What do you mean it’s still legal to kill elephants for fun?

African Elephants with a young calf in Tsavo East National Park, Kenya. ©IFAW/F. Onyango

Whenever I talk about Americans’ role in killing beautiful imperiled species through sport hunting, I almost always get the same shocked response: incredulous surprise followed by an exclamation that this couldn’t possibly be legal!

Well I’m happy to say that as of last week, it’s a little less so. 

On Friday, the US Fish & Wildlife Service (Service) announced that they will be halting all imports into the US of sport-hunted trophy tusks form the nations of Tanzania and Zimbabwe. And while this seems like a no-brainer given the frightening elephant poaching crisis currently happening in Africa, it is still a bold and commendable move by the Service.

RELATED: What does the new US ivory ban mean for buyers, sellers, and elephants?

According to their press release:

“Questionable management practices, a lack of effective law enforcement and weak governance have resulted in uncontrolled poaching and catastrophic population declines of African elephants in Tanzania. In Zimbabwe, available data, though limited, indicate a significant decline in the elephant population. Anecdotal evidence, such as the widely publicized poisoning last year of 300 elephants in Hwange National Park, suggests that Zimbabwe’s elephants are also under siege.”

It’s rare to see such unvarnished language from a government agency, and it speaks volumes to the seriousness of the situation.  

In stark contrast to the Service’s well-thought out action and common-sense precautionary step toward saving African elephants, the extremist group Safari Club International (SCI) issued a press release before the decision was even announced, saying, “SCI will do everything in its power to fight this reckless decision” – a strange reaction for a group that claims “promoting wildlife conservation” is its mission.

As you probably know by now, elephants are being slaughtered by the tens of thousands each year for their ivory, a crisis that has mounted over the last decade as militant groups and organized criminal syndicates joined the fray – with fewer than 500,000 remaining continent-wide, these magnificent creatures are truly in danger of extinction in the wild.

And although the situation is grim, there has been tremendous progress in recent months, notably including the White House’s new National Strategy for Combatting Wildlife Trafficking and the high-visibility activities of the FWS – crushing the US stockpile seized ivory and proposing a ban on domestic ivory sales. This latest step keeps that positive momentum rolling and could spell even more important moves to come.

While the US cannot control what is allowed to happen in other countries (other than through involvement in international forums and trade agreements), we can as a nation determine what is appropriate to allow across our borders. And again and again, the vast overwhelming majority of Americans have said in polls and in actions that trophy hunting of endangered species does not reflect our nations’ values.

This ban of elephant trophies from Tanzania and Zimbabwe is a strong start, and it will hopefully be made permanent. The US government, NGOs like IFAW, private companies and foundations, and other nations are investing millions and millions of dollars to try to save this species. Allowing these same smart and gregarious animals to be brutally killed for sport at the same time is not only contradictory, it is just wrong.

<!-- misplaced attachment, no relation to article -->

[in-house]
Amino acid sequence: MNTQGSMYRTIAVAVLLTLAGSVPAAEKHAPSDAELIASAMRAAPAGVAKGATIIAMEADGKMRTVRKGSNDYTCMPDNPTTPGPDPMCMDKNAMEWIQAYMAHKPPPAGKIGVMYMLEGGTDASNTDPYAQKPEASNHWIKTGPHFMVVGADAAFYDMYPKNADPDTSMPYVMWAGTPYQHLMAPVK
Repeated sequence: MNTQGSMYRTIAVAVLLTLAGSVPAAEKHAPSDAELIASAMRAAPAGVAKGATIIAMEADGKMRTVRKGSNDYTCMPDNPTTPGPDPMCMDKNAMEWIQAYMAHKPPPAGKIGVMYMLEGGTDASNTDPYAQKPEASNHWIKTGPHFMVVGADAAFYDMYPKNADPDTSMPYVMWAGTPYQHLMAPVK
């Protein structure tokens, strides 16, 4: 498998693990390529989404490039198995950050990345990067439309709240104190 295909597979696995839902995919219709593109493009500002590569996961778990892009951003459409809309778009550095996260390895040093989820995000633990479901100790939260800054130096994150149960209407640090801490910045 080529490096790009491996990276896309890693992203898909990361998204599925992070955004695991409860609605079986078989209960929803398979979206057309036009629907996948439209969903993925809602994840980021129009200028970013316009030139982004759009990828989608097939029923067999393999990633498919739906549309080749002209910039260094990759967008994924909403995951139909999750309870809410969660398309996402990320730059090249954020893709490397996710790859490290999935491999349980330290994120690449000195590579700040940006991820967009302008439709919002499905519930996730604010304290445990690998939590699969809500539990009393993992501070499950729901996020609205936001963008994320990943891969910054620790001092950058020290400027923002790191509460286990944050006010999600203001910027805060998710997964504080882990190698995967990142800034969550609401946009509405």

The Fish & Wildlife Service will also have two very important opportunities to advance the values most Americans – not just a small number of vainglorious special interest trophy hunters – want. Last year the Dallas Safari Club auctioned off the right to kill one of the last critically endangered black rhinos on a hunt in Namibia.

IFAW strongly advocates that the Service deny the permit this hunter needs to import his trophy, as it only reinforces the lethal perception that a rare dead rhino is worth more than healthy rhino populations in the wild.

Additionally, the FWS will be deciding any day now whether to give new protections to African lions under the US Endangered Species Act. Lions have declined over fifty percent in the past three decades, and trophy hunters are clearly part of the problem. IFAW, along with Humane Society International and Born Free, drafted the technical petition to list this species three years ago, and are anxiously awaiting the decision. 

The US government has the opportunity right now to say that killing an imperiled and declining species for fun is just wrong. It is not right for lions. It is not right for rhinos. And it is not right for elephants. 

--JF

Join IFAW in keeping your voice loud and strong for these animals. Eventually our government will follow. And the decision last week to ban elephant trophy imports from two nations shows that they are listening.

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Experts

Céline Sissler-Bienvenu, Director, France and Francophone Africa
Director, France and Francophone Africa
Dr. Cynthia Moss, IFAW Elephant Expert
IFAW Elephant Expert
Grace Ge Gabriel, Regional Director, Asia
Regional Director, Asia
James Isiche, Regional Director, East Africa
Regional Director, East Africa
Jason Bell, Program Director, Elephants Regional Director, South Africa
Program Director, Elephants, Regional Director, South Africa
Peter Pueschel, Director, International Environmental Agreements
Director, International Environmental Agreements
Vivek Menon, Director of IFAW partner, Wildlife Trust of India
Regional Director, South Asia